The federal industry minister says taxpayers shouldn't be on the hook for cleaning up a massive spill from a mine
tailings pond in British Columbia.

Water and silt gushed into nearby lakes and creeks when a tailings dam at the Mount Polley Mine in B.C.'s Cariboo region burst open on Monday, though officials are still assessing the impact of the spill.

Federal Industry Minister James Moore, who is also the Conservatives' minister for B.C., describes the tailings pond breach as "terrible" and he says it underscores the need for effective regulation and monitoring.

Mount Polley Mine tailings pond dam failure

An aerial view of the Mount Polley Mine tailings pond shows the area where the earthen wall gave way early Monday morning, sending five million cubic metres of copper and gold mining wastewater into waterways near Likely, B.C. (Cariboo Regional District/Facebook)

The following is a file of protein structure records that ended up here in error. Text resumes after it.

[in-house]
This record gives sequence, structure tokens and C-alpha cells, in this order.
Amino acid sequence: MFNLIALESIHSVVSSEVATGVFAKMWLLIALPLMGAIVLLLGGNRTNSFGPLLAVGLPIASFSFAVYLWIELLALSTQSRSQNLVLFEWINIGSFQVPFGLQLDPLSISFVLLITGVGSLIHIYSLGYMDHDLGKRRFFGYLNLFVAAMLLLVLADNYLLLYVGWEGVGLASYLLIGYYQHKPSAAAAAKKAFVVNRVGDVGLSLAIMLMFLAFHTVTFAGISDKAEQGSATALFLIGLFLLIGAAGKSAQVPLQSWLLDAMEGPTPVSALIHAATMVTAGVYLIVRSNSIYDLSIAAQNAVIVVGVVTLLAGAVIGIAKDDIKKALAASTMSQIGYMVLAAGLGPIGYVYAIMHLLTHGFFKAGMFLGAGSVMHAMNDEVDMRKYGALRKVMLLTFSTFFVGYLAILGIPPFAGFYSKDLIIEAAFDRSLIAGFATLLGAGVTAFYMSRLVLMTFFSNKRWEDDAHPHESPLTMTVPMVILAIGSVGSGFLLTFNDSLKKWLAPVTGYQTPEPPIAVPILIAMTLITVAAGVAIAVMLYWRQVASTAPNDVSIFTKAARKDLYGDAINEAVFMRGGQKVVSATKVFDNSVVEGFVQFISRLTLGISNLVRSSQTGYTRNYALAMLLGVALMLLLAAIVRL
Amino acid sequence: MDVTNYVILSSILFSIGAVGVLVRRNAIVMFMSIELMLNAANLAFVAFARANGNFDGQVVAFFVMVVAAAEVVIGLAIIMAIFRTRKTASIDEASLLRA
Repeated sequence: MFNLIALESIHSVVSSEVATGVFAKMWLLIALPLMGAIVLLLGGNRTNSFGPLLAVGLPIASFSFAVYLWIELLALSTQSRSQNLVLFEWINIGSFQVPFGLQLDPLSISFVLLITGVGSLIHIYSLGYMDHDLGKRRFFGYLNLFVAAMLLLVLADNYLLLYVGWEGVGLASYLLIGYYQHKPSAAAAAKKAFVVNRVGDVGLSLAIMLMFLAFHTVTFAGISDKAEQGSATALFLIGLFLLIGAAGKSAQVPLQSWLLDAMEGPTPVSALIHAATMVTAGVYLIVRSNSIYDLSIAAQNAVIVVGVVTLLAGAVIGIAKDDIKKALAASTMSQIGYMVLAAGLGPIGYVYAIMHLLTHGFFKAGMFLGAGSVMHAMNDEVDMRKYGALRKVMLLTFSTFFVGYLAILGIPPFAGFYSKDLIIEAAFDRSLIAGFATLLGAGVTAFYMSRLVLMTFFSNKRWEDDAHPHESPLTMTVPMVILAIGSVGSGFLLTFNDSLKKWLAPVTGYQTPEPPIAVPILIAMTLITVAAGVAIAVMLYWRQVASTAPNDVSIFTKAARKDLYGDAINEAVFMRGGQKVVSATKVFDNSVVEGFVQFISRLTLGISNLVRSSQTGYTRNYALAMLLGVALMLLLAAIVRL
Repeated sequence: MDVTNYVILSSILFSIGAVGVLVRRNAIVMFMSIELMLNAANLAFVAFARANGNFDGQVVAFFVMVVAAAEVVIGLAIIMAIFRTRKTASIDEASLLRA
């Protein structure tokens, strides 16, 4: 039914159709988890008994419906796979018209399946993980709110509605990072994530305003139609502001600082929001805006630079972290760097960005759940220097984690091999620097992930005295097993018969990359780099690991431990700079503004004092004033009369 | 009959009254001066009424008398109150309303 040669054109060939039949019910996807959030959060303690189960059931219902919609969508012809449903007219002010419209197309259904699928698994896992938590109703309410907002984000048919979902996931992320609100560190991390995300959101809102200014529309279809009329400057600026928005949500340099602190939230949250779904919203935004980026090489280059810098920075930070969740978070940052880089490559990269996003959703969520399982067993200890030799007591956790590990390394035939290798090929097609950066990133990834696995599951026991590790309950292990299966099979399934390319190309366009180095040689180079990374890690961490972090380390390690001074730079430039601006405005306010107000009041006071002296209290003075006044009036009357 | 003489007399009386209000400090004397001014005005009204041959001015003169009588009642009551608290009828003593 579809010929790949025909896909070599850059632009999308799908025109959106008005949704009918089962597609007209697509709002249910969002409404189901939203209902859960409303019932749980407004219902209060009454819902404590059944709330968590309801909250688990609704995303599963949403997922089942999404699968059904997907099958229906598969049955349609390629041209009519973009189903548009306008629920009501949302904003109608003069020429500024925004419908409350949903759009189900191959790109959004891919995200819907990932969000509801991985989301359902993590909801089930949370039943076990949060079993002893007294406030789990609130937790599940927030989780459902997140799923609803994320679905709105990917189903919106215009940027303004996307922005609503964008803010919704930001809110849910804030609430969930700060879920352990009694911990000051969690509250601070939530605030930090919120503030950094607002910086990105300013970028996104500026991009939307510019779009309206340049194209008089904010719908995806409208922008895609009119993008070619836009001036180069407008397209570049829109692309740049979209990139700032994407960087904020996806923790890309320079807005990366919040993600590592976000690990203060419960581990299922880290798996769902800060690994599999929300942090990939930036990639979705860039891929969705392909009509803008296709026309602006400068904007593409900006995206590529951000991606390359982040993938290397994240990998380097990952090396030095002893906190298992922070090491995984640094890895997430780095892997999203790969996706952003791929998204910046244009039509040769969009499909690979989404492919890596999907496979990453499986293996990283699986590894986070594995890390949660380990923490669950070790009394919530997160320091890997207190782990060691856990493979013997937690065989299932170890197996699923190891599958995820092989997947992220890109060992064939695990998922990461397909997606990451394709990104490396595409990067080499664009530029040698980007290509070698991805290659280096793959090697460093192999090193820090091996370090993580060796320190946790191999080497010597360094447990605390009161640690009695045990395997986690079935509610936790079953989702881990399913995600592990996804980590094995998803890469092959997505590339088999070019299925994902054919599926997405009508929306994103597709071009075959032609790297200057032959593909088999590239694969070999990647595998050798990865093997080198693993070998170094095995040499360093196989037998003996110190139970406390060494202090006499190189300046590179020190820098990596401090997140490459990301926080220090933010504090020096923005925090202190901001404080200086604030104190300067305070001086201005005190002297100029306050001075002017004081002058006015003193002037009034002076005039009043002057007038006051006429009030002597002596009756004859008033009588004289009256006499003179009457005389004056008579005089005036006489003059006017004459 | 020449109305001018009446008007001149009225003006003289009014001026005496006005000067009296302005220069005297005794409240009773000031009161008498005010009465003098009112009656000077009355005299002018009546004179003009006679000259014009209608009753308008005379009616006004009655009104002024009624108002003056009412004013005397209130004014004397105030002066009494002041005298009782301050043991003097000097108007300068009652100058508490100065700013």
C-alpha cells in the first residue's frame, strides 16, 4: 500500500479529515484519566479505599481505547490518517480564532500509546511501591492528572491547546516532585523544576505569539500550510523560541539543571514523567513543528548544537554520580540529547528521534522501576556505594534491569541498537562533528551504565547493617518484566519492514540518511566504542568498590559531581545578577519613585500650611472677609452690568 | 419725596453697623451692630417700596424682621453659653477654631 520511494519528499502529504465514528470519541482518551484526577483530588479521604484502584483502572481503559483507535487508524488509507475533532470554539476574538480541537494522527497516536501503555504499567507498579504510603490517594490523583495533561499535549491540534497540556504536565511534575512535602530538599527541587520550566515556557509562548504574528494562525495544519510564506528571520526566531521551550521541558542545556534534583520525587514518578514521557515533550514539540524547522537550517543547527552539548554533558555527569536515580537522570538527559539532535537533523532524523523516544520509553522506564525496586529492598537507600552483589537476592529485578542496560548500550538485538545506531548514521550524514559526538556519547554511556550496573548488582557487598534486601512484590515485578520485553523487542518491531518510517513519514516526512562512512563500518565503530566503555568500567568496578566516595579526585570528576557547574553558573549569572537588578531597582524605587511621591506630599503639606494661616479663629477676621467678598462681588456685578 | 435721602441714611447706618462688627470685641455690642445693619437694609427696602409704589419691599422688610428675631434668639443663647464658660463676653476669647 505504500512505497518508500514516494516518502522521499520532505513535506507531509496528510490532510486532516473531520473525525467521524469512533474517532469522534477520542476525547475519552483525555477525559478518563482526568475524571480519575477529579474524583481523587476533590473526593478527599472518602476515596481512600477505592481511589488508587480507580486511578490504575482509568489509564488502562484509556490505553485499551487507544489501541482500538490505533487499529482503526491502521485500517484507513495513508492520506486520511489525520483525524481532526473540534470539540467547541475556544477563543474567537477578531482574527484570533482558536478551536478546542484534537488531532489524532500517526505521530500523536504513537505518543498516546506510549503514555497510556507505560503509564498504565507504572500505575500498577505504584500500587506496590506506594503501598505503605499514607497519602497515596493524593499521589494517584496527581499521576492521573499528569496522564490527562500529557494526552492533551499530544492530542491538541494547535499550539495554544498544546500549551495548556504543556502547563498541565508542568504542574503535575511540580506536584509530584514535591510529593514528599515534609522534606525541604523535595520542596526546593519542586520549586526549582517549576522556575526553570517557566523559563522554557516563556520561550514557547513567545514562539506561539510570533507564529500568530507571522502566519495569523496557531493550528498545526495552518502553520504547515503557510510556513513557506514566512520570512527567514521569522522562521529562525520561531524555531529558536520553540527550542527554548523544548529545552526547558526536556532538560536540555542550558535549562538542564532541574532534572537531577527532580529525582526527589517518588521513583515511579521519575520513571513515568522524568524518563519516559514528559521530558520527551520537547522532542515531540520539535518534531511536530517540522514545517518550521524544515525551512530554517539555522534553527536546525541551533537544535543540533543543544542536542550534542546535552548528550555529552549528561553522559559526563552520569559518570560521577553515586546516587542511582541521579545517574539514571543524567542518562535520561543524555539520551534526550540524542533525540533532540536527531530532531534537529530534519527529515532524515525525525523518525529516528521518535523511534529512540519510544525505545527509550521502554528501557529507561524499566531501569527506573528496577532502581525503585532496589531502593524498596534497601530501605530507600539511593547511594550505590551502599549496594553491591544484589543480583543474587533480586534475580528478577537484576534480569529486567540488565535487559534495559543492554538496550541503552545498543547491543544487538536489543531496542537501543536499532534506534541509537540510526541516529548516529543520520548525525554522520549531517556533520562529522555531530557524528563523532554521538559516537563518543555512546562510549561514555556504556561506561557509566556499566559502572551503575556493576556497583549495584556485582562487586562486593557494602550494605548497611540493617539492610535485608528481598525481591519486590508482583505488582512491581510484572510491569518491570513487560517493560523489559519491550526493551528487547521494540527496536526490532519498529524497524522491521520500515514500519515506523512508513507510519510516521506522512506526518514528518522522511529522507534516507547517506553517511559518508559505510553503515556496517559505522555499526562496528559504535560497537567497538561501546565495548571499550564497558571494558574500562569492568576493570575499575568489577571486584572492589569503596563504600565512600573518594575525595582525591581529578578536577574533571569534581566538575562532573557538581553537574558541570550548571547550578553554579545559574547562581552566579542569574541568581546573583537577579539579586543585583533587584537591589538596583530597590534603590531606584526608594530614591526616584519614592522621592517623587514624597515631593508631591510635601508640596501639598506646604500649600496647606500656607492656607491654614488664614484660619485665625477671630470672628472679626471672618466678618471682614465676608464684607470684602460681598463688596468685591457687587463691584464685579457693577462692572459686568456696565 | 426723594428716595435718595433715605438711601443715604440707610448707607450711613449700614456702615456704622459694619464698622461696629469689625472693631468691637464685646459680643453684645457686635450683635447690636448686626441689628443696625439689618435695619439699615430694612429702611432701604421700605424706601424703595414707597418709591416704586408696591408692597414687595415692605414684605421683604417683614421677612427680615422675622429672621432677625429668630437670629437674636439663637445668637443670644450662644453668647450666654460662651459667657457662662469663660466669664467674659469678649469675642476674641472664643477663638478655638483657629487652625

Moore, who was speaking at an unrelated event in Montreal, says whoever is responsible should pay for the disaster, but it shouldn't fall to taxpayers.

He says lessons must be learned from the breach to ensure resource industries operate responsibly.

B.C. Premier Christy Clark is heading to the nearly town of Likely near the mine site today as residents await the first results from water quality tests.